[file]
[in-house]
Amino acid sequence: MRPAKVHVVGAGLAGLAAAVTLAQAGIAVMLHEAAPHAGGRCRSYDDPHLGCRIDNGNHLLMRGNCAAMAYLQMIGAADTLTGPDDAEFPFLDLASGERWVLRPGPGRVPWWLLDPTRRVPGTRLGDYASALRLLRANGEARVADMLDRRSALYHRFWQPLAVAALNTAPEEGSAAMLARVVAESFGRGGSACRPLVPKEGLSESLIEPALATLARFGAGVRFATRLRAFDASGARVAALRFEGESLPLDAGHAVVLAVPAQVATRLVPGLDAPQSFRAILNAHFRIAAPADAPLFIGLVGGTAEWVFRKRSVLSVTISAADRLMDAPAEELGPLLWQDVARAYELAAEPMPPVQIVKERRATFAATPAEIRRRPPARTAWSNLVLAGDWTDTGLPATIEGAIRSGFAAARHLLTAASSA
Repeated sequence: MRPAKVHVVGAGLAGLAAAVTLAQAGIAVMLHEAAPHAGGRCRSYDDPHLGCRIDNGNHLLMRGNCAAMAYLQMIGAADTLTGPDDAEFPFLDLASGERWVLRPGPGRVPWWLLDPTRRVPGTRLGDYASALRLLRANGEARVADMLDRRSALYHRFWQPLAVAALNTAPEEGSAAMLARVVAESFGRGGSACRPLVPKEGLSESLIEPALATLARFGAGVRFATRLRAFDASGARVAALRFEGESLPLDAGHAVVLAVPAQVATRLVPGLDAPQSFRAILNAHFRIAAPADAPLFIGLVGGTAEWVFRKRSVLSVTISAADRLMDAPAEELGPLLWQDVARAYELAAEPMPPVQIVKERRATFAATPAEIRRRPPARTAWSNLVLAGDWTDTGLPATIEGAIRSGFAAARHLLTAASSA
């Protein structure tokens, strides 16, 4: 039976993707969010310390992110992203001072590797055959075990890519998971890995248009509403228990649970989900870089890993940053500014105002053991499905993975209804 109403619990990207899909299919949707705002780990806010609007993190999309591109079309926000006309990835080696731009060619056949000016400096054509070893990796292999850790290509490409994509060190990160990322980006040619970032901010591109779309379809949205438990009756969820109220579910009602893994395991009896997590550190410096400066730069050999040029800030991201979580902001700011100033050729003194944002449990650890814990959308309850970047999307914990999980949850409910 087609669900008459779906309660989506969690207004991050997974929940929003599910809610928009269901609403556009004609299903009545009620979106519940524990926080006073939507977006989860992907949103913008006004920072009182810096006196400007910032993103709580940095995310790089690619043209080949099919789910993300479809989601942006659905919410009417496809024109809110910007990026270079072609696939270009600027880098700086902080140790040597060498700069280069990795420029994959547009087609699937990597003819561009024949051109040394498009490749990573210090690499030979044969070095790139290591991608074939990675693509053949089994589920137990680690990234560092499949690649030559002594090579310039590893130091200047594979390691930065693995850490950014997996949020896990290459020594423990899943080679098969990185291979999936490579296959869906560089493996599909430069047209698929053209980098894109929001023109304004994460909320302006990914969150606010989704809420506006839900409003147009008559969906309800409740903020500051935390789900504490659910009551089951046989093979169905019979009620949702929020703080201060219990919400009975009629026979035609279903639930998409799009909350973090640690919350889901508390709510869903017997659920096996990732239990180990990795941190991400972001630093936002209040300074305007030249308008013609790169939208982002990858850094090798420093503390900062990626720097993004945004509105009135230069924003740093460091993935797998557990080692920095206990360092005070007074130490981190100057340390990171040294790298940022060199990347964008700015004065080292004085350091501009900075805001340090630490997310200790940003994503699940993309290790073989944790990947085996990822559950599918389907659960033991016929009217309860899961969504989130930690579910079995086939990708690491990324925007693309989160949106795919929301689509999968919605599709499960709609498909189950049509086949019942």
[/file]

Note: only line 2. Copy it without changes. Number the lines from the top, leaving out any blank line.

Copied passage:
Amino acid sequence: MRPAKVHVVGAGLAGLAAAVTLAQAGIAVMLHEAAPHAGGRCRSYDDPHLGCRIDNGNHLLMRGNCAAMAYLQMIGAADTLTGPDDAEFPFLDLASGERWVLRPGPGRVPWWLLDPTRRVPGTRLGDYASALRLLRANGEARVADMLDRRSALYHRFWQPLAVAALNTAPEEGSAAMLARVVAESFGRGGSACRPLVPKEGLSESLIEPALATLARFGAGVRFATRLRAFDASGARVAALRFEGESLPLDAGHAVVLAVPAQVATRLVPGLDAPQSFRAILNAHFRIAAPADAPLFIGLVGGTAEWVFRKRSVLSVTISAADRLMDAPAEELGPLLWQDVARAYELAAEPMPPVQIVKERRATFAATPAEIRRRPPARTAWSNLVLAGDWTDTGLPATIEGAIRSGFAAARHLLTAASSA